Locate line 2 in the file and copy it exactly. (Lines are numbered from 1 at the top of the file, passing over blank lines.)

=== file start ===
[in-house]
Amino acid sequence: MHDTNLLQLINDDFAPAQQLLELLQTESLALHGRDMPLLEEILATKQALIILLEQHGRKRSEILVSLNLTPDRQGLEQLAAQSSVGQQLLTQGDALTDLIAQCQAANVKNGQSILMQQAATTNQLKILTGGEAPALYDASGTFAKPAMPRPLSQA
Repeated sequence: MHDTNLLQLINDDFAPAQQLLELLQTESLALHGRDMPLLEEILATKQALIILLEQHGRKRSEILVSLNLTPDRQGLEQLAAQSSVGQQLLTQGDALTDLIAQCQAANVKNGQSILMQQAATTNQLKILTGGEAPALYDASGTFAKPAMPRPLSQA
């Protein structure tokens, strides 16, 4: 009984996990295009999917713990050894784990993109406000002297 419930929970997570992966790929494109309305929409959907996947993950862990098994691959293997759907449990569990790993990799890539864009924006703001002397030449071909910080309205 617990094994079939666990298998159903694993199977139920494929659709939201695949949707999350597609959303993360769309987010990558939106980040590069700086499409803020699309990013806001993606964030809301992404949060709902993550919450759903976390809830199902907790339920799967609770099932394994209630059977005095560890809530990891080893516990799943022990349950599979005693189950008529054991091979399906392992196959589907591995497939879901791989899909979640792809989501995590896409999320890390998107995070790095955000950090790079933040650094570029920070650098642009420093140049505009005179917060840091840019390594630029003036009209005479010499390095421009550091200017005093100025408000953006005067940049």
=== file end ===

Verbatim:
Amino acid sequence: MHDTNLLQLINDDFAPAQQLLELLQTESLALHGRDMPLLEEILATKQALIILLEQHGRKRSEILVSLNLTPDRQGLEQLAAQSSVGQQLLTQGDALTDLIAQCQAANVKNGQSILMQQAATTNQLKILTGGEAPALYDASGTFAKPAMPRPLSQA